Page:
Weekly output: post-derecho communications tips, Galaxy S III, Flash failures, smartphone screenshots

I don’t have much to show for myself on a workweek bogged down by the aftermath of a storm and bisected by a national holiday. (The following inventory leaves out Discovery reposting my explainer about DNSChanger malware that I wrote back in April.) I am okay with that.

7/3/2012: Staying Online After a Storm, CEA Digital Dialogue

After seeing how many neighbors were struggling after last weekend’s derecho, I decided to scrap my plan to write about what your next desktop operating system should and should not borrow from your current mobile operating system. (That should happen next week.) Instead, I shared a few tips about how to get back online, informed by lessons from friends and my own experience battling unreliable bandwidth and dwindling batteries at tech events like CES and SXSW.

7/6/2012: Galaxy S III: Good Phone, Troubled Android, Discovery News

Apparently, I’m one of the only tech reviewers not to rave about this Android smartphone. Ars Technica’s Casey Johnston liked it; the Verge’s Vlad Savov really liked it; Eric Zeman at PhoneScoop loved it. It’s quite possible that I’m placing too much stress on the differences between this phone’s tweaked Android interface and Google’s standard front-end… but, damn, the pushy keyboard Samsung felt compelled to load on this thing in place of Google’s is outright infuriating. (Its auto-correct dictionary alone seems to beg for a HUAC hearing; on my loaner phone, it knew “Xinhua” but not “iOS,” “BBC” but not “BBQ.”)

7/8/2012: How Flash failed JetBlue, and you, USA Today

I could have written this years ago, but I didn’t get my introduction to JetBlue’s broken boarding-pass system until May. The column discusses how a foolish use of Adobe Flash kept Mac users from being able to print their passes and notes another example of Flash misuse wrecking a site’s login page. (If you read that as a general critique of Flash, you read it right; one of the things I aim to do in this column is look beyond each week’s bug to explain the conditions that fostered that issue.) The piece also offers a refresher course about taking screenshots in iOS and Android.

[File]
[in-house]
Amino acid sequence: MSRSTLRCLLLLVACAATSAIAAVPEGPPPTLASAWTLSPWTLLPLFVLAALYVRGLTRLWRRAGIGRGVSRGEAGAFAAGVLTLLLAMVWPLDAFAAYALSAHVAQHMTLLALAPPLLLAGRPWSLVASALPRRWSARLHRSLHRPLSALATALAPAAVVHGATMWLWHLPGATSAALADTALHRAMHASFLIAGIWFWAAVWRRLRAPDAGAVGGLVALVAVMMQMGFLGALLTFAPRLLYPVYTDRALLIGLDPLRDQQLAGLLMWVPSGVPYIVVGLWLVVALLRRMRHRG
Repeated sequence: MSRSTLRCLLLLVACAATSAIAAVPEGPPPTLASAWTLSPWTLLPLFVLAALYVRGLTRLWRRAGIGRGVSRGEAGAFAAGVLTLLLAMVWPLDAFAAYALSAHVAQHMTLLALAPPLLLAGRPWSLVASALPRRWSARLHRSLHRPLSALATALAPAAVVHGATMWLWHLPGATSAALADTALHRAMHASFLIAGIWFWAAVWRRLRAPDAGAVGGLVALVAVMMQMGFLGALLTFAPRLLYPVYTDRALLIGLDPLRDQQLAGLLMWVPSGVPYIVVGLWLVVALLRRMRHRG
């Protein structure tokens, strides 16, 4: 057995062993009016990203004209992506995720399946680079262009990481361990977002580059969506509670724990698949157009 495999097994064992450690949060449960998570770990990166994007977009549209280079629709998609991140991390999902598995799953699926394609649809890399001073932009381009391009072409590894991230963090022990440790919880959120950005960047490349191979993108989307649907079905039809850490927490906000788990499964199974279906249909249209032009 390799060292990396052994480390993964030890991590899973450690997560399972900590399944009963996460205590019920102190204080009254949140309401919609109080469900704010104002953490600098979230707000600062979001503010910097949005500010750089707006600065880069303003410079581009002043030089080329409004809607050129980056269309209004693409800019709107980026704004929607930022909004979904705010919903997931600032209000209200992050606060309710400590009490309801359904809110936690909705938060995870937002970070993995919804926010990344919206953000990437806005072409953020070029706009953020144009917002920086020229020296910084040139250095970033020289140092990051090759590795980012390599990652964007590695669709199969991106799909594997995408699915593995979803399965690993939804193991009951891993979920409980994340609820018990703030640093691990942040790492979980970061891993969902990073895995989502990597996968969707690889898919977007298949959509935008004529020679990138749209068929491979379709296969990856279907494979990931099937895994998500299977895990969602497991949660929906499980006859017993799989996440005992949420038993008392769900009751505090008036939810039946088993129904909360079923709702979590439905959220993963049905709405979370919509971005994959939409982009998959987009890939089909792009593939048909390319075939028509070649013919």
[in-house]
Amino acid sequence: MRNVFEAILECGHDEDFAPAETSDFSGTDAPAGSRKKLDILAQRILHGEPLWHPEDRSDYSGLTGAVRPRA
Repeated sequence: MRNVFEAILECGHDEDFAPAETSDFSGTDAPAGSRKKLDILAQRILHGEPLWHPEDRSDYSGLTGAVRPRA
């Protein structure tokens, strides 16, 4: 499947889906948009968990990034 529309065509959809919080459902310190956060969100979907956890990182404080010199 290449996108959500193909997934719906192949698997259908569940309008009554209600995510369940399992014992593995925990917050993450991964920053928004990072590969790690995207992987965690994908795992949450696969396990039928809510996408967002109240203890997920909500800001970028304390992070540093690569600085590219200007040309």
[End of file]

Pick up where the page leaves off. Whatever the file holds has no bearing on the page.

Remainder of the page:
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Weekly output: Google Drive, CISPA, DNSChanger, app data usage, podcast, TV antennas, HDMI CEC

Television played a larger role than usual in my work this week, both as a subject and as a stage.

4/24/2012: Google Drive: Late to the Game and It Shows, Discovery News

You’ll note that this review didn’t get into Google Drive’s search features. I don’t think they matter much in the context of selling this service; if you have so many documents stored on Drive that Google’s search talents become necessary to manage them, the company’s already closed the deal.

4/26/2012: CISPA: What’s the worst that could happen?, CEA Digital Dialogue

This story became a moving target–I had to revise it twice after filing it, once to incorporate the White House’s threat to veto this cybersecurity bill, again to reflect CDT’s withdrawal of its own support. The House passed the bill anyway on Thursday, so I guess I need to work on my blog’s influence in Congress.

4/26/2012: The Virus That Really Will Kill Your PC July 9, Discovery News

First an editor suggested I cover the DNSChanger malware and how it could result in hundreds of thousands of computers being unable to navigate online after July 9. Then maybe 48 hours later, as I had begun writing the post, I got this e-mail from a reader: “Are the stories I’ve been reading about FBI shutting down a safety net that will cause many users to loose internet access true?”

4/26/2012: Where’s all my data going?, CNN Newsource

I did a short interview with CNN Newsource, a subsidiary of the news network that provides content for local stations, about which smartphone apps and services can use the most data. It’s since shown up on the sites of several broadcasters (for instance, WCCT in Hartford, Conn.; WALA in Pensacola, Fla.; KOLR in Springfield, Mo.; and KYTX in Beaumont, Texas), but the CBS affiliate in Birmingham, Ala., seems to have been first, so it gets the link.

In other news, I apologize for the slovenly state of my home office.

4/29/2012: Yes, you can put up that antenna, USA Today

This began with a reader’s query in response to my item two weeks ago about tuning into digital cable without a box–her homeowners association apparently had no idea that the FCC overruled its ban on rooftop antennas 18 years ago. The column then shares a tip about using a feature called HDMI CEC to cut down on the number of taps of a remote control it takes to start watching TV. (But after the post was edited, an executive with one of the major electronics firms confessed that he’d turned CEC off on his own set because it kept forgetting which device it was supposed to control.)